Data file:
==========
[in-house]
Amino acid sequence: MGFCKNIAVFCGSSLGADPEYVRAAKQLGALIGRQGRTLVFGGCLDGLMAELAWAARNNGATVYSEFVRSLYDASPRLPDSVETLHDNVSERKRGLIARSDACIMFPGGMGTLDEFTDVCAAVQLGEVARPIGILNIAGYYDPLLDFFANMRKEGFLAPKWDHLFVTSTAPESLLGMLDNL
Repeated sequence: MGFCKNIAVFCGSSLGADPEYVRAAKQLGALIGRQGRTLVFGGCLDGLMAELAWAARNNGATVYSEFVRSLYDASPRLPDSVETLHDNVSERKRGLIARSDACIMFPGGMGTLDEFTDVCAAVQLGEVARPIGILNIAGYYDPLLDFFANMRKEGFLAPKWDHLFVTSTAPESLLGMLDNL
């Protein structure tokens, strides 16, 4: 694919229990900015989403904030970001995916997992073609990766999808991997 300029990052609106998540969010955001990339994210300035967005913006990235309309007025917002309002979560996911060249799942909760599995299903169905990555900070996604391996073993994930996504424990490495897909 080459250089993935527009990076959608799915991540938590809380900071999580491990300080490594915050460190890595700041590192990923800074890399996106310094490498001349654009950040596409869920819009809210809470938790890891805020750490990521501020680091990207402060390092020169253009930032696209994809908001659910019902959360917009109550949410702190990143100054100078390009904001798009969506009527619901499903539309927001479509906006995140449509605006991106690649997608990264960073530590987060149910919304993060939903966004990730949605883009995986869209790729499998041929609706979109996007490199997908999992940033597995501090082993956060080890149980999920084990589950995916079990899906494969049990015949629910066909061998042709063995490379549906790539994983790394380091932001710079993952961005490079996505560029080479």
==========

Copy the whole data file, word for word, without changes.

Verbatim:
[in-house]
Amino acid sequence: MGFCKNIAVFCGSSLGADPEYVRAAKQLGALIGRQGRTLVFGGCLDGLMAELAWAARNNGATVYSEFVRSLYDASPRLPDSVETLHDNVSERKRGLIARSDACIMFPGGMGTLDEFTDVCAAVQLGEVARPIGILNIAGYYDPLLDFFANMRKEGFLAPKWDHLFVTSTAPESLLGMLDNL
Repeated sequence: MGFCKNIAVFCGSSLGADPEYVRAAKQLGALIGRQGRTLVFGGCLDGLMAELAWAARNNGATVYSEFVRSLYDASPRLPDSVETLHDNVSERKRGLIARSDACIMFPGGMGTLDEFTDVCAAVQLGEVARPIGILNIAGYYDPLLDFFANMRKEGFLAPKWDHLFVTSTAPESLLGMLDNL
């Protein structure tokens, strides 16, 4: 694919229990900015989403904030970001995916997992073609990766999808991997 300029990052609106998540969010955001990339994210300035967005913006990235309309007025917002309002979560996911060249799942909760599995299903169905990555900070996604391996073993994930996504424990490495897909 080459250089993935527009990076959608799915991540938590809380900071999580491990300080490594915050460190890595700041590192990923800074890399996106310094490498001349654009950040596409869920819009809210809470938790890891805020750490990521501020680091990207402060390092020169253009930032696209994809908001659910019902959360917009109550949410702190990143100054100078390009904001798009969506009527619901499903539309927001479509906006995140449509605006991106690649997608990264960073530590987060149910919304993060939903966004990730949605883009995986869209790729499998041929609706979109996007490199997908999992940033597995501090082993956060080890149980999920084990589950995916079990899906494969049990015949629910066909061998042709063995490379549906790539994983790394380091932001710079993952961005490079996505560029080479």